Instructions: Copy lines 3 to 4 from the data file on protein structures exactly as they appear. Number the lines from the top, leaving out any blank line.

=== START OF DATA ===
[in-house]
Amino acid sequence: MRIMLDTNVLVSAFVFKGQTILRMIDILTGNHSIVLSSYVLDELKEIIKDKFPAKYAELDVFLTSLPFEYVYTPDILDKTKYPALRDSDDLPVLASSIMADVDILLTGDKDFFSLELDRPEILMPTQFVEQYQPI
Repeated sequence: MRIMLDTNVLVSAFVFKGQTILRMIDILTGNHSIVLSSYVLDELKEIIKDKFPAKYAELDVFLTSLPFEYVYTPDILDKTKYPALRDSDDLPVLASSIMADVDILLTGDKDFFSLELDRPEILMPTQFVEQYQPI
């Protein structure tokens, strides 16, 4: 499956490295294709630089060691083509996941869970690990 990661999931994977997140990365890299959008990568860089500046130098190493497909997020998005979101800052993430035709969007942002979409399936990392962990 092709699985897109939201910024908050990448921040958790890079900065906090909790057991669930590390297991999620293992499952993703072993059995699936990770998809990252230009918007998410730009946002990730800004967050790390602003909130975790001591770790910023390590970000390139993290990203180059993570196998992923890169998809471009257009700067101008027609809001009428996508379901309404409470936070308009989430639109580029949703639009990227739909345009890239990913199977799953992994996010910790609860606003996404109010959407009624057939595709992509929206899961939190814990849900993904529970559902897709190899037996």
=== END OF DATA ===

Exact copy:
Repeated sequence: MRIMLDTNVLVSAFVFKGQTILRMIDILTGNHSIVLSSYVLDELKEIIKDKFPAKYAELDVFLTSLPFEYVYTPDILDKTKYPALRDSDDLPVLASSIMADVDILLTGDKDFFSLELDRPEILMPTQFVEQYQPI
């Protein structure tokens, strides 16, 4: 499956490295294709630089060691083509996941869970690990 990661999931994977997140990365890299959008990568860089500046130098190493497909997020998005979101800052993430035709969007942002979409399936990392962990 092709699985897109939201910024908050990448921040958790890079900065906090909790057991669930590390297991999620293992499952993703072993059995699936990770998809990252230009918007998410730009946002990730800004967050790390602003909130975790001591770790910023390590970000390139993290990203180059993570196998992923890169998809471009257009700067101008027609809001009428996508379901309404409470936070308009989430639109580029949703639009990227739909345009890239990913199977799953992994996010910790609860606003996404109010959407009624057939595709992509929206899961939190814990849900993904529970559902897709190899037996």